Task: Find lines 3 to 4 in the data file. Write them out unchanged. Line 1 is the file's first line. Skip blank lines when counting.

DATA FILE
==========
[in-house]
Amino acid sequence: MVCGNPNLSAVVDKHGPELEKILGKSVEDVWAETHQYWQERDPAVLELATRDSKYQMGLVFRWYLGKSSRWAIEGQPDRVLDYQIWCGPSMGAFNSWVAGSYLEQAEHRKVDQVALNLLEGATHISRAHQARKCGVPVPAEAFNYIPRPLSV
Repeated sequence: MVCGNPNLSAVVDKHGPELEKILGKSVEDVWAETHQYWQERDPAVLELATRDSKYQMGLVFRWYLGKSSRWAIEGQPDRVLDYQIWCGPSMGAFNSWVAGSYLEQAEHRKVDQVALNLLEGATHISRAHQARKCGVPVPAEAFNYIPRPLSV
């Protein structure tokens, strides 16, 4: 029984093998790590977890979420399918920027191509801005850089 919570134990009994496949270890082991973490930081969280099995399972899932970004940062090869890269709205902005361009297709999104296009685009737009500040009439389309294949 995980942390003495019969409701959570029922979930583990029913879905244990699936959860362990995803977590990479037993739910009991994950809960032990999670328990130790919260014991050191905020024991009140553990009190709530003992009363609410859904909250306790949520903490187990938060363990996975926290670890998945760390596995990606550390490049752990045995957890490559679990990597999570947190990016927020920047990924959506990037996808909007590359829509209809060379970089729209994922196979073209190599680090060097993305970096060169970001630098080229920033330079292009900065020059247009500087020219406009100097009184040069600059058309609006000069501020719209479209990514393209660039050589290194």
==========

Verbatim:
Repeated sequence: MVCGNPNLSAVVDKHGPELEKILGKSVEDVWAETHQYWQERDPAVLELATRDSKYQMGLVFRWYLGKSSRWAIEGQPDRVLDYQIWCGPSMGAFNSWVAGSYLEQAEHRKVDQVALNLLEGATHISRAHQARKCGVPVPAEAFNYIPRPLSV
């Protein structure tokens, strides 16, 4: 029984093998790590977890979420399918920027191509801005850089 919570134990009994496949270890082991973490930081969280099995399972899932970004940062090869890269709205902005361009297709999104296009685009737009500040009439389309294949 995980942390003495019969409701959570029922979930583990029913879905244990699936959860362990995803977590990479037993739910009991994950809960032990999670328990130790919260014991050191905020024991009140553990009190709530003992009363609410859904909250306790949520903490187990938060363990996975926290670890998945760390596995990606550390490049752990045995957890490559679990990597999570947190990016927020920047990924959506990037996808909007590359829509209809060379970089729209994922196979073209190599680090060097993305970096060169970001630098080229920033330079292009900065020059247009500087020219406009100097009184040069600059058309609006000069501020719209479209990514393209660039050589290194």